The bacteria that cause staph infections seem to prefer chomping on human blood than on the blood of other animals.
A new study finds that tiny differences in hemoglobin molecules may allow Staphylococcus aureus to thrive better in some bloodstreams than in others, and human hemoglobin is slightly different from hemoglobin in other animals, study researcher Eric Skaar of Vanderbilt University said. Hemoglobin is the oxygen-carrying protein in red blood cells that contains iron.
There are even differences in hemoglobin molecules from person to person, which could explain why some people have a high susceptibility to staph infections, added Skaar, an associate professor of microbiology and immunology.
"Staph lives in about 30 percent of people's noses without making them sick, yet some people get terrible staph infections," Skaar told MyHealthNewsDaily. That means "staph may preferentially infect some people versus others."
Staph is one of the main causes of pus-forming infections of skin and soft tissue and of infectious heart disease. It's also common in hospital-acquired infections, and is one of the leading causes of food poisoning, Skaar said. Antibiotic-resistant strains of staph such as MRSA (methicillin-resistant Staphylococcus aureus) are also a problem in hospitals.
For their study, Skaar and his colleagues infected two groups of mice with the bacteria. One group had been engineered to produce human hemoglobin, and the other group had regular, mouse hemoglobin.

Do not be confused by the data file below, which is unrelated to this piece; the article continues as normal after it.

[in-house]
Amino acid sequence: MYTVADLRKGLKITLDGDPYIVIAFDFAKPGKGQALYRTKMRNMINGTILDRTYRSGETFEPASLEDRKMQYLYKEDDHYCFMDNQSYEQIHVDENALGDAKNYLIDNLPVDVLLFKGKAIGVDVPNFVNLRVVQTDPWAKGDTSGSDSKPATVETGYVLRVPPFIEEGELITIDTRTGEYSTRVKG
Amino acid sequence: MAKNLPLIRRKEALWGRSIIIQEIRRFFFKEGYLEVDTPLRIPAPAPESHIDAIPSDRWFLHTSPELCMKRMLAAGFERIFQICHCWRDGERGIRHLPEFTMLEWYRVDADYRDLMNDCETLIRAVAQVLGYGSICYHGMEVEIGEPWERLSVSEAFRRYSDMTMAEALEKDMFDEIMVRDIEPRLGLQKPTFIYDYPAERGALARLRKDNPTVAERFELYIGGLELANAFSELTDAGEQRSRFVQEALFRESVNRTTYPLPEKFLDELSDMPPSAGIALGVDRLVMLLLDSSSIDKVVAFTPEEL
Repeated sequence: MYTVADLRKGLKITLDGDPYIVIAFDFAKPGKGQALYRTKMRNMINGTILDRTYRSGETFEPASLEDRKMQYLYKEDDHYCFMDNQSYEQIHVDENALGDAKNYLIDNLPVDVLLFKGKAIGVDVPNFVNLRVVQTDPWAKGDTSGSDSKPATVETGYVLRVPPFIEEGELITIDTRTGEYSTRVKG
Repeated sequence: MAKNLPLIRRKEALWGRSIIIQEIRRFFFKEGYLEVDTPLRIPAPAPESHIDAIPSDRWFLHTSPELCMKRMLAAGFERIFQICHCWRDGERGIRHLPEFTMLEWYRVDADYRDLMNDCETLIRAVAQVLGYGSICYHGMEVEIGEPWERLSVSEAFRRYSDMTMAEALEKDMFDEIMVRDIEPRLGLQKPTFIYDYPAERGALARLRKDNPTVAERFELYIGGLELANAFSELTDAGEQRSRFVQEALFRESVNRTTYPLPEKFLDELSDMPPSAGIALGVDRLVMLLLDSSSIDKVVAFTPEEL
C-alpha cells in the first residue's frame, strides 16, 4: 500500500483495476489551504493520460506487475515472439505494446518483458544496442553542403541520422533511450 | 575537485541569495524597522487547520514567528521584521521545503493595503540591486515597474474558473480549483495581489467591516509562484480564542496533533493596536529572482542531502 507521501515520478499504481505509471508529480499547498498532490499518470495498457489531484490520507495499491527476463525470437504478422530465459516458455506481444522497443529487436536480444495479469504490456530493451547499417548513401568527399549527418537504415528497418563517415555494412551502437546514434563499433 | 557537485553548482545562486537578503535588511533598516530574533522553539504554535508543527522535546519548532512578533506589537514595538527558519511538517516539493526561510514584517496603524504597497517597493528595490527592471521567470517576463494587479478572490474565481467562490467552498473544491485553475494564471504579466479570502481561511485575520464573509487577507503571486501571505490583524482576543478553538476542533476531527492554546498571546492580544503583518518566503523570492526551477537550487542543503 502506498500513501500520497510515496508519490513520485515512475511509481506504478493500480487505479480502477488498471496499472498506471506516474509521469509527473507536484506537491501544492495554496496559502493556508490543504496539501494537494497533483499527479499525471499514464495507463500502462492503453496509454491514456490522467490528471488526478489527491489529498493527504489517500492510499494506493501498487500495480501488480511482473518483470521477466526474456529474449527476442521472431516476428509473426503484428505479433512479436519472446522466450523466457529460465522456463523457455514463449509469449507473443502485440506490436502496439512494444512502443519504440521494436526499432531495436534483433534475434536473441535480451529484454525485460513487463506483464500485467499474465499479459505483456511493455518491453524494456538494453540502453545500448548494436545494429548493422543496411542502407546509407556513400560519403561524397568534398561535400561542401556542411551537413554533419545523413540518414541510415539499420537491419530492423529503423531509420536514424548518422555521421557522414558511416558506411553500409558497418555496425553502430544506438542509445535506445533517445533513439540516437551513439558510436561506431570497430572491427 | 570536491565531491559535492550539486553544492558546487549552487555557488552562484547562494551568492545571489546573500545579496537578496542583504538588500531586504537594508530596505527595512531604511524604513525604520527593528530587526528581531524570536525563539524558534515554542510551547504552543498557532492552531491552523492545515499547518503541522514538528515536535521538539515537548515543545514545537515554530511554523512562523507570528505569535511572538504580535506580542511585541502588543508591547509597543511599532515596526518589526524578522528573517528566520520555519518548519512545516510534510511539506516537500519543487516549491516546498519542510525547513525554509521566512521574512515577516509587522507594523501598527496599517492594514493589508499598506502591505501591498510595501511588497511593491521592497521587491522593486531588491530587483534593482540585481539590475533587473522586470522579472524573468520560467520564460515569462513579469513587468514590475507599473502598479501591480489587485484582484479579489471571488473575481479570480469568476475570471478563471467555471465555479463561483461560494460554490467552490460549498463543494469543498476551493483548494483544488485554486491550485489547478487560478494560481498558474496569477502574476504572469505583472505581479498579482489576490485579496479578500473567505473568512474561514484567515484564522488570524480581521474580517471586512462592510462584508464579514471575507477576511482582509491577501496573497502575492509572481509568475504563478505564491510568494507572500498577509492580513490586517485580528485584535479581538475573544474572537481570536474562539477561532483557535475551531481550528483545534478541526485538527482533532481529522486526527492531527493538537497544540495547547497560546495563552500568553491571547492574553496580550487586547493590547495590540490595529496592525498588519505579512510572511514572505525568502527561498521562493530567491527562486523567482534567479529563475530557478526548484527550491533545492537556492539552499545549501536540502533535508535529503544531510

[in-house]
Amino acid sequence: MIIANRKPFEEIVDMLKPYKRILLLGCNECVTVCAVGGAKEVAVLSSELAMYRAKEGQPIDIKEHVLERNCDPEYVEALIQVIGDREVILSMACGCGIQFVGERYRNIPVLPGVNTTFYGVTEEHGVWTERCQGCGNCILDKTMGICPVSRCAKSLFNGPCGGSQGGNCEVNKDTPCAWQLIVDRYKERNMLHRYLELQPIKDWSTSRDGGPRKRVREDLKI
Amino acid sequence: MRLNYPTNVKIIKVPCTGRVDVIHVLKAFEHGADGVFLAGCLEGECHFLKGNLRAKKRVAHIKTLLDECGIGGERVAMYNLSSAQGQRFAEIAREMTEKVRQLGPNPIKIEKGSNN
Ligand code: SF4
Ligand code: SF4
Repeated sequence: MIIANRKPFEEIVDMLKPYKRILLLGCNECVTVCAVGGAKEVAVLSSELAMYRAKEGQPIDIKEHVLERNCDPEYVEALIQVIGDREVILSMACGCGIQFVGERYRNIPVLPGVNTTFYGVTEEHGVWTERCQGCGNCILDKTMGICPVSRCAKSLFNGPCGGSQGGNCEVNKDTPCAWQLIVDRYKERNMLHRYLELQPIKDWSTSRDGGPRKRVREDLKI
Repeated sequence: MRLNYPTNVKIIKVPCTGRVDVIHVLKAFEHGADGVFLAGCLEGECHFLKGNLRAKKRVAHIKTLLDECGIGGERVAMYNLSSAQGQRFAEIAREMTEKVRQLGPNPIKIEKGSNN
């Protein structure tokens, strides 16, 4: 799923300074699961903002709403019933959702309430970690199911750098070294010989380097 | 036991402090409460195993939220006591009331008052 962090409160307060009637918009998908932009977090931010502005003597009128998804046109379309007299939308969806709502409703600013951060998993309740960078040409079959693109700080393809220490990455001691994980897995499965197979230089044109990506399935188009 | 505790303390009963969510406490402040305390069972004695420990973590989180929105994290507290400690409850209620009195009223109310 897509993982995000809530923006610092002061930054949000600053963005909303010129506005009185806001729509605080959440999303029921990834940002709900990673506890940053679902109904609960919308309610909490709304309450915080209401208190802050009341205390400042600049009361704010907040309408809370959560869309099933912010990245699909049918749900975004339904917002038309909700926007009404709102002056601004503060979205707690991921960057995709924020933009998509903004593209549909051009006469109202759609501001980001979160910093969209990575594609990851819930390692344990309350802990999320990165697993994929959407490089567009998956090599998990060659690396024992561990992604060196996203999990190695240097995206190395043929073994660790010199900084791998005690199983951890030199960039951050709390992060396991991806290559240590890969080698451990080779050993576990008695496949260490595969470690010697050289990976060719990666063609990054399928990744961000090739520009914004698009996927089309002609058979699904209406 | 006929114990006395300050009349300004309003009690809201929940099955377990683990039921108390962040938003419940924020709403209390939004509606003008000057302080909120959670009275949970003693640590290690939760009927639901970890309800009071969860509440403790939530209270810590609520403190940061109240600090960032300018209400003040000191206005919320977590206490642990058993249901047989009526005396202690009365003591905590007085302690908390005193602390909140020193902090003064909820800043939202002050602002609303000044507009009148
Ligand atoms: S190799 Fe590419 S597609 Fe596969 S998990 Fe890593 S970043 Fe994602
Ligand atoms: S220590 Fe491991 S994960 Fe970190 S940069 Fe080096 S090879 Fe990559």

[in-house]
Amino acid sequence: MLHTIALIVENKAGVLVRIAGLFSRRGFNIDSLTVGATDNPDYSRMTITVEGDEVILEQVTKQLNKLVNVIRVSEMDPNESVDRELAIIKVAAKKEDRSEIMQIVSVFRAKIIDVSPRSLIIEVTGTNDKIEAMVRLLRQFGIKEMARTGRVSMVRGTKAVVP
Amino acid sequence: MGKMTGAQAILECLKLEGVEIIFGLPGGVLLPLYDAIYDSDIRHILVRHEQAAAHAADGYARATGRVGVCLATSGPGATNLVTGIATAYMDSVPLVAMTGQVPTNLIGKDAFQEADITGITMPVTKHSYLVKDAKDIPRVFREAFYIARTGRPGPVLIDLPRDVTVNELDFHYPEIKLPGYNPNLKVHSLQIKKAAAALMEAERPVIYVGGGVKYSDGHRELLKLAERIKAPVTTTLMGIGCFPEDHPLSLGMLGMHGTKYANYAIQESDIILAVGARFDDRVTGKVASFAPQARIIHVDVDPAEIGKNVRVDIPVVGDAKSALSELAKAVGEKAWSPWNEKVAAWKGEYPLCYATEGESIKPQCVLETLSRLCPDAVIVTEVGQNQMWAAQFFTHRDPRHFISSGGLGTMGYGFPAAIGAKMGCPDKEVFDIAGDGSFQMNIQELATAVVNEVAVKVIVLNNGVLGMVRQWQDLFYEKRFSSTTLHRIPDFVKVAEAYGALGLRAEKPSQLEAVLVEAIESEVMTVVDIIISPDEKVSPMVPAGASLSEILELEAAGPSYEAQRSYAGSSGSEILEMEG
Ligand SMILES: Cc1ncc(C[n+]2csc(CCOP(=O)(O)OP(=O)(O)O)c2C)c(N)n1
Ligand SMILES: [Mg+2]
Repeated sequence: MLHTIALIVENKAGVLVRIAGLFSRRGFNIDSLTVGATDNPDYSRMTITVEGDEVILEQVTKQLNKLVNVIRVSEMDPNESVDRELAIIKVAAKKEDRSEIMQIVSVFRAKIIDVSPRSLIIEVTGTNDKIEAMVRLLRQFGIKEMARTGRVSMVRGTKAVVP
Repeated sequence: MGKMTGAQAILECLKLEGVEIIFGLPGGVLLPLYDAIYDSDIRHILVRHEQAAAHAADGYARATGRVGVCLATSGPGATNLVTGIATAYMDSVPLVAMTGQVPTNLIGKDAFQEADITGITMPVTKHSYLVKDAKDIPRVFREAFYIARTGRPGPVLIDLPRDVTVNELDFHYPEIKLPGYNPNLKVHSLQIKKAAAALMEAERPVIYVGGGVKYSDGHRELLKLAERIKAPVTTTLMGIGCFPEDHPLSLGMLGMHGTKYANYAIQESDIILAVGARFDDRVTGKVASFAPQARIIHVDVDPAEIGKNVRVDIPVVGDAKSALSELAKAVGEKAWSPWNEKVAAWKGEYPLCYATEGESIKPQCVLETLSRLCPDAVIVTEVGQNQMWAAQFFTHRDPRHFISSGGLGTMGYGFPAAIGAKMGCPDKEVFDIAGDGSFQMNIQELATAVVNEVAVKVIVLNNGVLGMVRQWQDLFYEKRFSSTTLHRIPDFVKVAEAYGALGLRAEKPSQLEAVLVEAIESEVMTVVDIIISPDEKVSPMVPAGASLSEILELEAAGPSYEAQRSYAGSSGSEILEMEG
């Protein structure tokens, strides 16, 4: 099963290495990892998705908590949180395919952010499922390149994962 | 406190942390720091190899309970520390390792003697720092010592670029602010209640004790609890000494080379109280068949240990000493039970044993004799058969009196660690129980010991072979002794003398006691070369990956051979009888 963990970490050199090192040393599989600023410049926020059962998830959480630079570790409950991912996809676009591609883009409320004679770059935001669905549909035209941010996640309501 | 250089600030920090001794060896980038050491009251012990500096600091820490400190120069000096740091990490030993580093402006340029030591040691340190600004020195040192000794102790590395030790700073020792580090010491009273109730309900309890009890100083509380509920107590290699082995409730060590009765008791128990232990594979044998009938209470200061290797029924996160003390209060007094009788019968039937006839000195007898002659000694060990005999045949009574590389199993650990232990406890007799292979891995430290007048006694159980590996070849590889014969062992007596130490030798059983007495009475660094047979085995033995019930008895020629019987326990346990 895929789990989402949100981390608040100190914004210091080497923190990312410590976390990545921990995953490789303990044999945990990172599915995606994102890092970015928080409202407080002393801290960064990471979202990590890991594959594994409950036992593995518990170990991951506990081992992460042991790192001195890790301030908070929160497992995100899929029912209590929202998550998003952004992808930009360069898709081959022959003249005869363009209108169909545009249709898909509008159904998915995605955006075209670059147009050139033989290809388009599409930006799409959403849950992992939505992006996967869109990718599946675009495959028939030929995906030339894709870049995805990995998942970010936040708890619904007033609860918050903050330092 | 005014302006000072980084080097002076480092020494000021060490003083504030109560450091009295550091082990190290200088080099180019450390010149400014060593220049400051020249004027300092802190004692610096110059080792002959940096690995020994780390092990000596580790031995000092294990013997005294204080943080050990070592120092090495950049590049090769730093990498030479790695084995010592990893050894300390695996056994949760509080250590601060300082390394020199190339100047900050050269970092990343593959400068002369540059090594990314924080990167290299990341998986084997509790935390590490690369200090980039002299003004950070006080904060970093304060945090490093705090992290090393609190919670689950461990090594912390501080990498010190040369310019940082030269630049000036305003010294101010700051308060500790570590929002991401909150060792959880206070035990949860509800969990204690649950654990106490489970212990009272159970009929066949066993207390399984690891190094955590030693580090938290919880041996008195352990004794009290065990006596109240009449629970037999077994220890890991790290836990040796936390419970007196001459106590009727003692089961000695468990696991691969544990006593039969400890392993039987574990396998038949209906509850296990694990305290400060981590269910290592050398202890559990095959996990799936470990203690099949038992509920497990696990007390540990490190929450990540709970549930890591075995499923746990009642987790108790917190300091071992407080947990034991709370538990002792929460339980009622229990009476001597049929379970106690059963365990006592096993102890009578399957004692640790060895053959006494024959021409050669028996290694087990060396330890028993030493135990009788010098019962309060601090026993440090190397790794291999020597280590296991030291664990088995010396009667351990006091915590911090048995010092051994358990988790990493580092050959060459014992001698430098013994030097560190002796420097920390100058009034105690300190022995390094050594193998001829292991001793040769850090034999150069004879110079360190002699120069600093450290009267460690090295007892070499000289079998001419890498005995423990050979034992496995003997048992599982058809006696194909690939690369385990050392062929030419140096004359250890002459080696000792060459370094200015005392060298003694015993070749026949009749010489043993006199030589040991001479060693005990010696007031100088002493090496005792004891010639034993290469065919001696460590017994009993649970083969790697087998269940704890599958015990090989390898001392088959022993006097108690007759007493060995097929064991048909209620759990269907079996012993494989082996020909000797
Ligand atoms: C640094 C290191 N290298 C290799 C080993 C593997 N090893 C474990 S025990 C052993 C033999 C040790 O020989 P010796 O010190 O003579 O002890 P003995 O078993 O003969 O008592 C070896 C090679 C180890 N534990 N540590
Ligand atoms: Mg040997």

The researchers found 10 times more bacteria in the bodies of the mice with human hemoglobin than in the other mice.
Staph gets iron from blood by popping open red blood cells and binding to the hemoglobin. Skaar found that a binding protein produced by staph, called IsdB, prefers to bind to human hemoglobin than to the hemoglobin of mice, horses, cows and pigs.
Other bacteria, such as the ones that cause diphtheria, also prefer human hemoglobin to animal hemoglobin, Skaar said. But still others, such as Bacillus anthracis, which causes anthrax, don't have a preference.
Skaar hopes to use these findings to come up with a preventive therapy for people at high risk for staph infections.
"A lot of times, people get infections from surgery," he said. More research might allow doctors "to see if the person has a hemoglobin sequence that staph tends to favor, so we would treat him with prophylactic antibiotics [as a] sort of a preventive measure."
Skaar is now examining the DNA of people who had staph infections, to look for similarities in the genes that determine their hemoglobin.
Pass it on: Differences in people's hemoglobin may explain why some are more susceptible to Staph infections than others.
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Follow MyHealthNewsDaily staff writer Amanda Chan on Twitter @AmandaLChan.
This article was provided by MyHealthNewsDaily, a sister site to LiveScience.
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